Yesterday's technology--firewalls, intrusion prevention systems, DMZ/perimeter networks, antivirus software--needs help. Antivirus programs are necessary, but don't rely completely on them. If you think updated definitions protect you, look up “shikata ga nai” or “payload encoding” to see how signature-based protections can be bypassed. Many IT solutions, although they are good ideas, will not work properly in a controlled-system environment. This primarily happens because some IT technologies cannot understand the protocols and/or the rule sets, and functions were not designed with resiliency and availability as the most important function. The "help" is your people: Talented, security-minded people are your best defense. (Are you sensing a theme here?) The attack mentioned above leverages a weakness incorporated by the vendor; however, it can be mitigated by blocking and/or closely monitoring access to sensitive devices such as routers.

No Silver Bullets

No product or service you buy is a silver bullet—and some salespeople and companies will say anything to get a sale. I have seen a few data-loss prevention solutions that are easily bypassed using WinZip software or even the formatting capabilities in standard programs. Test the claims a vendor makes to see whether you can exfiltrate data unnoticed from behind the vendor’s device. And finally, build a testing cycle into any product or service purchase that allows for validation of its marketing material.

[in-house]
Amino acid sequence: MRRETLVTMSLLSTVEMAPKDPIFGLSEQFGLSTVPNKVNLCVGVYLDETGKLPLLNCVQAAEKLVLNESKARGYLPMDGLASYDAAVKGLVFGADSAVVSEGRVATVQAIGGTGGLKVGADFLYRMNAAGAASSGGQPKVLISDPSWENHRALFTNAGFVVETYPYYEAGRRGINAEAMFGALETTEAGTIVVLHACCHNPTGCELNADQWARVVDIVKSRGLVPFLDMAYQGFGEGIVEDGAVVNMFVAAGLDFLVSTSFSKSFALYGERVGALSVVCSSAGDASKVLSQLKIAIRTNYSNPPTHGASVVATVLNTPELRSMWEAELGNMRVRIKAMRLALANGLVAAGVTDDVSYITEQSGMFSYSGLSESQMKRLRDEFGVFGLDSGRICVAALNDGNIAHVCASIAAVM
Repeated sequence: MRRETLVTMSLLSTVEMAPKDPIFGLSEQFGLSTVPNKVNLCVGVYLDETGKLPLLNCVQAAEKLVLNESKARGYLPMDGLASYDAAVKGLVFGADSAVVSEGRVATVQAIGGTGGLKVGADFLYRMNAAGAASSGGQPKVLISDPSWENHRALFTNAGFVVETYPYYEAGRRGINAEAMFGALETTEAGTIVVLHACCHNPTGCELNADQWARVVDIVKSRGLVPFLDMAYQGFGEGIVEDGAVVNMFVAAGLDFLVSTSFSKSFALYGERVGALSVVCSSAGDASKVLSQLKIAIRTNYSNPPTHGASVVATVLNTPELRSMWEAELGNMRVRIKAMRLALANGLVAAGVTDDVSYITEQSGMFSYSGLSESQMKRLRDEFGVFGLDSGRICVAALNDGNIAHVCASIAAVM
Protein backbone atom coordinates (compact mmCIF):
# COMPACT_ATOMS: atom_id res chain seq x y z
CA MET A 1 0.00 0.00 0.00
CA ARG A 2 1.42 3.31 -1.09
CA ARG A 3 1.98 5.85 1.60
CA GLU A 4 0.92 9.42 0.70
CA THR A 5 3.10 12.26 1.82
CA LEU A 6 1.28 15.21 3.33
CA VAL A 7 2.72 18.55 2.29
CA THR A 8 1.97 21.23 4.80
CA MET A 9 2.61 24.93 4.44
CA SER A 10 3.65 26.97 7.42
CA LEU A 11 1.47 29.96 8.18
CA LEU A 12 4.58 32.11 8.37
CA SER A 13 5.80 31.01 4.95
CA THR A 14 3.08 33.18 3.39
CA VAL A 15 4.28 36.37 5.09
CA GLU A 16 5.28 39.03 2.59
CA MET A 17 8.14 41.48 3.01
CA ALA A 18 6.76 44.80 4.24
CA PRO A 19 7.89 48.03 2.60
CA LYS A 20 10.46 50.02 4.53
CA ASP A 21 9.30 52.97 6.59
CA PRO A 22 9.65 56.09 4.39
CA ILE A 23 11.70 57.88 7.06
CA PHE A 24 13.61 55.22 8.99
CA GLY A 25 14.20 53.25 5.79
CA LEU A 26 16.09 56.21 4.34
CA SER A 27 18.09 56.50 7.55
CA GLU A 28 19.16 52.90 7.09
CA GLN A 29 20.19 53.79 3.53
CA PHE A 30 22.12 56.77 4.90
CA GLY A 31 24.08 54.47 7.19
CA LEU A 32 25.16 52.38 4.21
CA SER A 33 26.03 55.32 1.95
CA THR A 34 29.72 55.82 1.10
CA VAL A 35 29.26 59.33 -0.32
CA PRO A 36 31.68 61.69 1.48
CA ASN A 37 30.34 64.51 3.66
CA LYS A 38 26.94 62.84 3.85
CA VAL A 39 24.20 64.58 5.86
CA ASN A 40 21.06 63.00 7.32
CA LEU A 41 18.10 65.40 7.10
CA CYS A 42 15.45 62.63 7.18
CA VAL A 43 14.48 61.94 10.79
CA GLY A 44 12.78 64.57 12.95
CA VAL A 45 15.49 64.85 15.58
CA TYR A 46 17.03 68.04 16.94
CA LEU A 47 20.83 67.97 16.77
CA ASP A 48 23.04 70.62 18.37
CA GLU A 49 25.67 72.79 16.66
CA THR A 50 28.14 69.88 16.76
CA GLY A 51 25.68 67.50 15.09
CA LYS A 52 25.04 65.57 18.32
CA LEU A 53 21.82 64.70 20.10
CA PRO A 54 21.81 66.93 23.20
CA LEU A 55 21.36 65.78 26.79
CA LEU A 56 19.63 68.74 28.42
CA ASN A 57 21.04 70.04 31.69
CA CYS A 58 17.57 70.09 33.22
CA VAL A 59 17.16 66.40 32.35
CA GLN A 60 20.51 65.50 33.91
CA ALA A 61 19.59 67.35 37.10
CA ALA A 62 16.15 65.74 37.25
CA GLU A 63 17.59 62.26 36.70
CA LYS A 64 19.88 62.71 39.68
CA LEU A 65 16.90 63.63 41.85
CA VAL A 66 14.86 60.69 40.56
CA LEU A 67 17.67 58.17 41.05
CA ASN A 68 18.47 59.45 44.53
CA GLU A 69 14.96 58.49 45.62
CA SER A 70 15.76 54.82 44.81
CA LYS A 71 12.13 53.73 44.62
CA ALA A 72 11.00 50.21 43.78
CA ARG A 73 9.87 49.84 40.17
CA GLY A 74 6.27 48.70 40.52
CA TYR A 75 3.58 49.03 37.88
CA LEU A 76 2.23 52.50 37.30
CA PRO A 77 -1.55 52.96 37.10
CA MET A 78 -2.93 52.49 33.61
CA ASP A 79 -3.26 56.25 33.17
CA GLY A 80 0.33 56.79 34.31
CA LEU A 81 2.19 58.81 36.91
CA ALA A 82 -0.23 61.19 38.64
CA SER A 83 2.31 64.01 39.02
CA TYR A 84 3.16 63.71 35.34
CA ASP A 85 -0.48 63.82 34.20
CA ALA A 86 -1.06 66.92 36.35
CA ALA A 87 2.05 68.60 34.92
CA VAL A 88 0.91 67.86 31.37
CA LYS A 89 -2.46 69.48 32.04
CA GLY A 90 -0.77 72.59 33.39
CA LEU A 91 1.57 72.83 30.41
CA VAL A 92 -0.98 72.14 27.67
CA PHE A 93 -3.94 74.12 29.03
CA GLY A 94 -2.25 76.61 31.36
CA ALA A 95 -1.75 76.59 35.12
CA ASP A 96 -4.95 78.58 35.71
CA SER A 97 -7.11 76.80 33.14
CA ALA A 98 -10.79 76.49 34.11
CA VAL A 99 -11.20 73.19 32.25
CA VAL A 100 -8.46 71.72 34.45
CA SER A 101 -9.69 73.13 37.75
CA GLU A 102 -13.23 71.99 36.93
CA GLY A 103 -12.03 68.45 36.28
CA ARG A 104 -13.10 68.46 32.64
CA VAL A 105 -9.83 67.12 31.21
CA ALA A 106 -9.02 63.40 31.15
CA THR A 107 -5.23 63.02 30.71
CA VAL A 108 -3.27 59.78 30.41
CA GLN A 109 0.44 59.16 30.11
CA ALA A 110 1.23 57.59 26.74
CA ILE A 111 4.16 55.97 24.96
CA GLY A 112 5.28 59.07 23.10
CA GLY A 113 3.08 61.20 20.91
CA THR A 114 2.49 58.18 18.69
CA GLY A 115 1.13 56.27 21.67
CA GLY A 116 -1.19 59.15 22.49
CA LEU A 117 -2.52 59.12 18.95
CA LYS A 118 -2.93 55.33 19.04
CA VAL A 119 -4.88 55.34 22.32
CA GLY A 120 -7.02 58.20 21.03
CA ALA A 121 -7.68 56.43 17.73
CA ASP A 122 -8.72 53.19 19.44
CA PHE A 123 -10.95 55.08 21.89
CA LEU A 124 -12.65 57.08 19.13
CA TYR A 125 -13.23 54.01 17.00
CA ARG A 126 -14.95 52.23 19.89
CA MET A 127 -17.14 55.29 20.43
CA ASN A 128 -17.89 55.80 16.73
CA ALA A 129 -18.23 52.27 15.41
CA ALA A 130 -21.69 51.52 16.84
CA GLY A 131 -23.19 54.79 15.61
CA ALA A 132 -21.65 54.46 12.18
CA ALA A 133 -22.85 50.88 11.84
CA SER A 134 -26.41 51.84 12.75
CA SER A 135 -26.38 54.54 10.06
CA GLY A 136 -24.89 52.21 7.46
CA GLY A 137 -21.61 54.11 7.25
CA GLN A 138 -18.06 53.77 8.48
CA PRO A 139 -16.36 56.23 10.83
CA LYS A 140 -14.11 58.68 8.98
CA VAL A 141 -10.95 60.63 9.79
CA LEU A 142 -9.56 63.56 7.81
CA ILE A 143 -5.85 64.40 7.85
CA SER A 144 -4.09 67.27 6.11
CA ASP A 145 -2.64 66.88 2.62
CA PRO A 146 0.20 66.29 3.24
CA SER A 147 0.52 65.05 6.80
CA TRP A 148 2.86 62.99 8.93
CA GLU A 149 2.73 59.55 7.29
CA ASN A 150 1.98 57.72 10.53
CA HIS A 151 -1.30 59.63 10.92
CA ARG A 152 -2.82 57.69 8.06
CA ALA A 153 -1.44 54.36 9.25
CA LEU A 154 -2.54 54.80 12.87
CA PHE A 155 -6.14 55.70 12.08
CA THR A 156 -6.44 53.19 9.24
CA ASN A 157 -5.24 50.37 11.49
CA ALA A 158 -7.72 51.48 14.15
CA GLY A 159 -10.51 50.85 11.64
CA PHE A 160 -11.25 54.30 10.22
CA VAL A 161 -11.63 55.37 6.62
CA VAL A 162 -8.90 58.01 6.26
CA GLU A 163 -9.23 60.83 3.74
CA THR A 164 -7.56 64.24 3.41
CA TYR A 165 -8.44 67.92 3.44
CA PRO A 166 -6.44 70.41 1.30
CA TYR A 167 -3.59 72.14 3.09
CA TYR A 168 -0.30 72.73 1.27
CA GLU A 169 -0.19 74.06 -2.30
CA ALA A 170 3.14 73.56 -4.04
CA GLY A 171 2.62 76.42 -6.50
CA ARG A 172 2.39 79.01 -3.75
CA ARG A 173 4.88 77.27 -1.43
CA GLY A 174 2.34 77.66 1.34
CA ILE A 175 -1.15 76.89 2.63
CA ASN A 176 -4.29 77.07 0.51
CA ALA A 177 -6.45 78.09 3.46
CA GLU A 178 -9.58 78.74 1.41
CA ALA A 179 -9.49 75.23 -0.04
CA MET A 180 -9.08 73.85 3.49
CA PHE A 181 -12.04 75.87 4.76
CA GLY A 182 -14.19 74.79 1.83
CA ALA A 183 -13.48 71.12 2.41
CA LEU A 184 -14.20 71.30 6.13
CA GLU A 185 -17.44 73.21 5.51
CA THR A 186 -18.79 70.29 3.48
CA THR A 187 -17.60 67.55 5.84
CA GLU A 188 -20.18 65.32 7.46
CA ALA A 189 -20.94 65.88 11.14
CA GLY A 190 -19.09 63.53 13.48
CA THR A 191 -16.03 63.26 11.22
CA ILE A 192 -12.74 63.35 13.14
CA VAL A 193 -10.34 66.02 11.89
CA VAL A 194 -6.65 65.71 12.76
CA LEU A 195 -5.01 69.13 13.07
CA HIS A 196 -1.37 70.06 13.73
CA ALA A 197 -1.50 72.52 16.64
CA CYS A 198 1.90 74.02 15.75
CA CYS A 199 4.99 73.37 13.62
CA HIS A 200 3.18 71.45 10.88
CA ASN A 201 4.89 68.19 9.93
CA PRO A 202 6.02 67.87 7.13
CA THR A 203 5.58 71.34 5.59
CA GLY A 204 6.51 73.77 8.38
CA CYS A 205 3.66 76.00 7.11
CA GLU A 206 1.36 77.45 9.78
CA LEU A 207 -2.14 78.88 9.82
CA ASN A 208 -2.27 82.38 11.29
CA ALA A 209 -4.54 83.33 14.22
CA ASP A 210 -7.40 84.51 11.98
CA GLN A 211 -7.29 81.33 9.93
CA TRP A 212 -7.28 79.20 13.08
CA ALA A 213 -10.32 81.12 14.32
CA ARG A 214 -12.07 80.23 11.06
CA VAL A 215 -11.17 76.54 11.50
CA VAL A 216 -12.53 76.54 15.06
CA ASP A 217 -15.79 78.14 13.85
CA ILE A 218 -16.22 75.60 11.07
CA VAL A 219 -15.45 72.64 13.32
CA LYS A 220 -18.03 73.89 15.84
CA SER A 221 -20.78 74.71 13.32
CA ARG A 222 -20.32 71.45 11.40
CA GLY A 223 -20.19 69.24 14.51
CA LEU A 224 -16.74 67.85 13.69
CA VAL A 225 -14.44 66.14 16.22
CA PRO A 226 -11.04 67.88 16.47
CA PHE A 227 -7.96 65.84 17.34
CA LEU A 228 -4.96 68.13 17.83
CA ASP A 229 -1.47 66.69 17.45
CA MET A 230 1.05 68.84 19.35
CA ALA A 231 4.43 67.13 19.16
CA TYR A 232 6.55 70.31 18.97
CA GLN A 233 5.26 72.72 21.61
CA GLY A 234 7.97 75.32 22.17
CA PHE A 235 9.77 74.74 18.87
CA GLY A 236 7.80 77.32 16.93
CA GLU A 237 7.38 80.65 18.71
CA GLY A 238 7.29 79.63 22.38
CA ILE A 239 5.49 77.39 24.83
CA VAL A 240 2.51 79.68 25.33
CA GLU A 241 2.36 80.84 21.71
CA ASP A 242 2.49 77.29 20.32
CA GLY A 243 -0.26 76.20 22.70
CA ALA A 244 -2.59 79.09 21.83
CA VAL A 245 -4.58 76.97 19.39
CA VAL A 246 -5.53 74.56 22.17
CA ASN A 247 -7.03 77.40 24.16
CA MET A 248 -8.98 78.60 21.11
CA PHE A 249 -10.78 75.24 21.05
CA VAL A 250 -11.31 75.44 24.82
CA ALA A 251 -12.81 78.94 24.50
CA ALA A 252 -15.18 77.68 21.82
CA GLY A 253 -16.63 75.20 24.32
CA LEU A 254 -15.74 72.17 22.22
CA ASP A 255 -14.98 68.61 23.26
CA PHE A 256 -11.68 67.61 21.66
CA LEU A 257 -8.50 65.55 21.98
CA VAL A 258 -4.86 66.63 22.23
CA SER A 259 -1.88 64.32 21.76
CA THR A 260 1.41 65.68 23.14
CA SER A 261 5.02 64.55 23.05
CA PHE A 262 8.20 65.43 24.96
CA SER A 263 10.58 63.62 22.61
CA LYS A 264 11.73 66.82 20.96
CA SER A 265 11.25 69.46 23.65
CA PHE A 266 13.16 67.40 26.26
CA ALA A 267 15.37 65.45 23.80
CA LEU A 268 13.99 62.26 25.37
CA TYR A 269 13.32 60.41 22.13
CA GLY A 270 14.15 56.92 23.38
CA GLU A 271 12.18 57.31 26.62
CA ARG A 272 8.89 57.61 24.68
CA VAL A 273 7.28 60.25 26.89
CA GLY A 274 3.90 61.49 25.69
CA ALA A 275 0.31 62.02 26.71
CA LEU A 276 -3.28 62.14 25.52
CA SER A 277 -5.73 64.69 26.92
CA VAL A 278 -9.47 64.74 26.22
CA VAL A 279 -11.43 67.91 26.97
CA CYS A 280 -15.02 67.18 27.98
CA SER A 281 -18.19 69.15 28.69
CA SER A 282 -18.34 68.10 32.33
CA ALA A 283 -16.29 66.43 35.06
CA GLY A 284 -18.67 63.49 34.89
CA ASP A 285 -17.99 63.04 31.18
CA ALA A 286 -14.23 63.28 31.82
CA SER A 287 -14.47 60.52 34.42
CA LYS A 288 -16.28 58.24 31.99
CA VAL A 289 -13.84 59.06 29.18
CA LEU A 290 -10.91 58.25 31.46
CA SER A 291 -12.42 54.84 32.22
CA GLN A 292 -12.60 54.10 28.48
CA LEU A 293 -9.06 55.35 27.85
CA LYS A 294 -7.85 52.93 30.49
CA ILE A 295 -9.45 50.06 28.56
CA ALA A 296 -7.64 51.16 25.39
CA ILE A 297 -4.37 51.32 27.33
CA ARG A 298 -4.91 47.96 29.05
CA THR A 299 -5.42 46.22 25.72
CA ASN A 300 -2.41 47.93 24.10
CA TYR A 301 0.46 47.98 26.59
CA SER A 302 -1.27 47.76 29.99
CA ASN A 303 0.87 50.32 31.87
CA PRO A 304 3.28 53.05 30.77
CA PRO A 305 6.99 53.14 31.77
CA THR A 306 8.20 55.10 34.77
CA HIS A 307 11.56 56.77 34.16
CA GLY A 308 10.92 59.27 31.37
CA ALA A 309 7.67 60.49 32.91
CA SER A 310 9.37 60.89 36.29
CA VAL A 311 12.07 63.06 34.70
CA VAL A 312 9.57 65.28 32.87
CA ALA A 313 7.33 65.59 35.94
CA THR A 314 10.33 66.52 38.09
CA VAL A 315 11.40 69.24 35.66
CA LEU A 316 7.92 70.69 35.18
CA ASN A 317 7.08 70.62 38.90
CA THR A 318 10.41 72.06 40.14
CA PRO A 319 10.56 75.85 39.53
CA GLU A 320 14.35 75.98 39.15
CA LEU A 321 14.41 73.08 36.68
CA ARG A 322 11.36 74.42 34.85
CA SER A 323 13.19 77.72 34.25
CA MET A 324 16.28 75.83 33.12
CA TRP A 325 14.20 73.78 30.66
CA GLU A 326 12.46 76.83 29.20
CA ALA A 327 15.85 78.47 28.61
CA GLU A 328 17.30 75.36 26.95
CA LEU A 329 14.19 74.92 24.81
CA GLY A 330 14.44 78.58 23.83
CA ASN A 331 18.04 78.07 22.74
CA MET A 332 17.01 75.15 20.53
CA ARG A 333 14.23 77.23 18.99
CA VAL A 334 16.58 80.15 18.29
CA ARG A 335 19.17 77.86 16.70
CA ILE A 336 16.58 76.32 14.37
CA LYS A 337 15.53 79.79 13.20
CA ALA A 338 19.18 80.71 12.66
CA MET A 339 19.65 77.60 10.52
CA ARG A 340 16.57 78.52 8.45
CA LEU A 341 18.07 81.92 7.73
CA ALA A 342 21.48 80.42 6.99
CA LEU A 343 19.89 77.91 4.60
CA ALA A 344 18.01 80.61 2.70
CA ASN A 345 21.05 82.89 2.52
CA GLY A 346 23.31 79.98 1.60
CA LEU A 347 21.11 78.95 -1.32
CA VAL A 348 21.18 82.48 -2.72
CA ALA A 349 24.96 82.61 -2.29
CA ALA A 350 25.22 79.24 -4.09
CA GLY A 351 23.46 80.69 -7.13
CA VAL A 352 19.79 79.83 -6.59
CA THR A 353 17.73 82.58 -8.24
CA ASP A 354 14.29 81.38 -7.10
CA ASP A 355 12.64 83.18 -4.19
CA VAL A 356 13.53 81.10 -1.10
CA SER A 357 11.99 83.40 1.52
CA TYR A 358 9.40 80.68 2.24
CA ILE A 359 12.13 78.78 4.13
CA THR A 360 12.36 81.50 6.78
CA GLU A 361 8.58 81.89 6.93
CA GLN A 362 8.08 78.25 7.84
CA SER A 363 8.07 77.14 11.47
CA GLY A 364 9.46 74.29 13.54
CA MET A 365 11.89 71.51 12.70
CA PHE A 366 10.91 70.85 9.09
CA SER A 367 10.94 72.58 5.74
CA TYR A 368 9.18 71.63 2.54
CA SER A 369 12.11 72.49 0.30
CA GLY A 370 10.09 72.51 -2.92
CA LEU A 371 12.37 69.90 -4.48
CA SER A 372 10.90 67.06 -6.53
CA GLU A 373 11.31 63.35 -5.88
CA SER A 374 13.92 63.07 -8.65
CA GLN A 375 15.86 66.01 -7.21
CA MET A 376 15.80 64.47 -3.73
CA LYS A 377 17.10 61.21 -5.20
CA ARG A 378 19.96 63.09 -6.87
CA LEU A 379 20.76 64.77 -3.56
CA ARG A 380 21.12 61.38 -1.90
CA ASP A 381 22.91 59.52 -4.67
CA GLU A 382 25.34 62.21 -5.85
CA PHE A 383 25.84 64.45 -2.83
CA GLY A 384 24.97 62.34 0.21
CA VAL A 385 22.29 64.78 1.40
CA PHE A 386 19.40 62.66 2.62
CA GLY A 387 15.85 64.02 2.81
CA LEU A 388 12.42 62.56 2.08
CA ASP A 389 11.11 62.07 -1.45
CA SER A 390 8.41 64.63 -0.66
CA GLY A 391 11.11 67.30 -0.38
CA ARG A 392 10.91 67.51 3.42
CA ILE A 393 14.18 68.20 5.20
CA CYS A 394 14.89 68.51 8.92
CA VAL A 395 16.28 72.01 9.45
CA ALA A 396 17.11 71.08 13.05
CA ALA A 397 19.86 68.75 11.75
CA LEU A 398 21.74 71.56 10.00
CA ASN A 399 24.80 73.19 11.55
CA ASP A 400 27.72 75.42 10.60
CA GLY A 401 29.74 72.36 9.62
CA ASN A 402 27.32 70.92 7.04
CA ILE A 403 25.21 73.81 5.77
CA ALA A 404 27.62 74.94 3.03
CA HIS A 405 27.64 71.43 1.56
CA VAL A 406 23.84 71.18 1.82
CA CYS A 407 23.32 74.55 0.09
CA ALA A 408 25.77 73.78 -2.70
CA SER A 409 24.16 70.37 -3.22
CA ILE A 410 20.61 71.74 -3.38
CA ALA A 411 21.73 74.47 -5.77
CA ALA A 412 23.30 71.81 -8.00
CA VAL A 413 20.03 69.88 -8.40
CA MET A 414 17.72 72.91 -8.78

Test your environment with real scenarios. Don't prescribe the environment to the testing entity, whether you hired an outside firm or have developed an internal penetration-testing or red team. Additionally, make sure you understand the differences between vulnerability assessments, penetration testing and red teaming. Each type of tests has a place, depending on the types of systems you are testing. For example, while red teaming gives you the best perspective on a real-world attack, you may not want to attempt this in a production environment. Make it as real as possible, or you will not know where you actually stand and could be lulled into a false sense of security. When you get your report, implement the recommendations. If there are no recommendations for the discovered vulnerabilities, you’ve hired the wrong people. If you received only the report or a tool output from a test, you’ve also hired the wrong people.

In the case of the smart grid, with great opportunity comes great responsibility. The rewards of managing industrial or building energy costs stand to be substantial, particularly when paired with a security team and system that’s appropriate for the new model a smart grid introduces.


About the Authors

Erich Gunther is an IEEE Smart Grid technical expert and CTO, EnerNex. Slade Griffin is director of energy systems security, EnerNex. 

This article was originally published on 12-11-2012